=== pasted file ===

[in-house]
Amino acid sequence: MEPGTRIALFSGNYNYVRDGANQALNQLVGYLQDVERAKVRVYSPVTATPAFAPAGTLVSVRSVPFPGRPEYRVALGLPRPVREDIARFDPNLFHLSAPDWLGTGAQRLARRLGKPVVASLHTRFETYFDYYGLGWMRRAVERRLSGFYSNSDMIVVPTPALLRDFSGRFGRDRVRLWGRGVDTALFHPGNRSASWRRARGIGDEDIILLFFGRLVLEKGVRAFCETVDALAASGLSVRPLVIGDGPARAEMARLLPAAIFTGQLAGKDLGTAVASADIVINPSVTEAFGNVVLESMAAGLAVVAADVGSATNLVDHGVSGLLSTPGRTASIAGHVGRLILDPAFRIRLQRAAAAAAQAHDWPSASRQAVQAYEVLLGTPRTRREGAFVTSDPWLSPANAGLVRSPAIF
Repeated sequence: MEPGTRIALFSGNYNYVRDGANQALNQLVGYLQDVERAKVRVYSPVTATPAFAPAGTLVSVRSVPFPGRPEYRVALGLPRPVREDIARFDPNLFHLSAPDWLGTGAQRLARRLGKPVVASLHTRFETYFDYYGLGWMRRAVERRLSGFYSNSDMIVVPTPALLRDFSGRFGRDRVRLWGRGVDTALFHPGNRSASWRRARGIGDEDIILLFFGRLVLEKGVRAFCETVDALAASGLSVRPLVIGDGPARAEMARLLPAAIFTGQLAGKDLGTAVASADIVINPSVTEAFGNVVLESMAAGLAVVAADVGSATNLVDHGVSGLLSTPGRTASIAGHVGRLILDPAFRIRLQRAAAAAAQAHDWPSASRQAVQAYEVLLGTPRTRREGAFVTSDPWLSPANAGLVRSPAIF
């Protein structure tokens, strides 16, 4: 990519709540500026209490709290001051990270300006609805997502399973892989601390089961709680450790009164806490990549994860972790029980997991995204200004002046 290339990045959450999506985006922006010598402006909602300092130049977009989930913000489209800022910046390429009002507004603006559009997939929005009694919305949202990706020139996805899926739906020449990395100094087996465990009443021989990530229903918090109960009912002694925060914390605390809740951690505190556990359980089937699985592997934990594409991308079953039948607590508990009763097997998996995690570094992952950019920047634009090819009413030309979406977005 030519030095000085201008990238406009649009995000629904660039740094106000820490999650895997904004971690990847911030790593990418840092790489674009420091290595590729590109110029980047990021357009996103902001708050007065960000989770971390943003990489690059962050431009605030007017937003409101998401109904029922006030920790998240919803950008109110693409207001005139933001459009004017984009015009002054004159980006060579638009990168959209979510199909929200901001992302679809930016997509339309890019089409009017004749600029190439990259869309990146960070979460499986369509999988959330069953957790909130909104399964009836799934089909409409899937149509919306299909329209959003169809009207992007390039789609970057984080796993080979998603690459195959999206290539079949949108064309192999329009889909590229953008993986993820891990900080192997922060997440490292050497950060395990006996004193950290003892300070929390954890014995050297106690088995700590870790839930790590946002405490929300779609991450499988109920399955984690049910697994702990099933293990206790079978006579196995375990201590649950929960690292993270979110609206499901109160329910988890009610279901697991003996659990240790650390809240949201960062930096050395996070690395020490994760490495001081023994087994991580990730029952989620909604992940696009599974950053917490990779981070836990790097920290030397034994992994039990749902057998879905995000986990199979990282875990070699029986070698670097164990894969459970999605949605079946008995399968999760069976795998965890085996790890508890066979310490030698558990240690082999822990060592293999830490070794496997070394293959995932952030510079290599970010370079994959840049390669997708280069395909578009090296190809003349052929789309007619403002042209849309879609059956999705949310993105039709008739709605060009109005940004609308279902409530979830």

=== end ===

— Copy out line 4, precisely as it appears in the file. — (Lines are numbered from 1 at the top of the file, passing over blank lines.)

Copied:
């Protein structure tokens, strides 16, 4: 990519709540500026209490709290001051990270300006609805997502399973892989601390089961709680450790009164806490990549994860972790029980997991995204200004002046 290339990045959450999506985006922006010598402006909602300092130049977009989930913000489209800022910046390429009002507004603006559009997939929005009694919305949202990706020139996805899926739906020449990395100094087996465990009443021989990530229903918090109960009912002694925060914390605390809740951690505190556990359980089937699985592997934990594409991308079953039948607590508990009763097997998996995690570094992952950019920047634009090819009413030309979406977005 030519030095000085201008990238406009649009995000629904660039740094106000820490999650895997904004971690990847911030790593990418840092790489674009420091290595590729590109110029980047990021357009996103902001708050007065960000989770971390943003990489690059962050431009605030007017937003409101998401109904029922006030920790998240919803950008109110693409207001005139933001459009004017984009015009002054004159980006060579638009990168959209979510199909929200901001992302679809930016997509339309890019089409009017004749600029190439990259869309990146960070979460499986369509999988959330069953957790909130909104399964009836799934089909409409899937149509919306299909329209959003169809009207992007390039789609970057984080796993080979998603690459195959999206290539079949949108064309192999329009889909590229953008993986993820891990900080192997922060997440490292050497950060395990006996004193950290003892300070929390954890014995050297106690088995700590870790839930790590946002405490929300779609991450499988109920399955984690049910697994702990099933293990206790079978006579196995375990201590649950929960690292993270979110609206499901109160329910988890009610279901697991003996659990240790650390809240949201960062930096050395996070690395020490994760490495001081023994087994991580990730029952989620909604992940696009599974950053917490990779981070836990790097920290030397034994992994039990749902057998879905995000986990199979990282875990070699029986070698670097164990894969459970999605949605079946008995399968999760069976795998965890085996790890508890066979310490030698558990240690082999822990060592293999830490070794496997070394293959995932952030510079290599970010370079994959840049390669997708280069395909578009090296190809003349052929789309007619403002042209849309879609059956999705949310993105039709008739709605060009109005940004609308279902409530979830």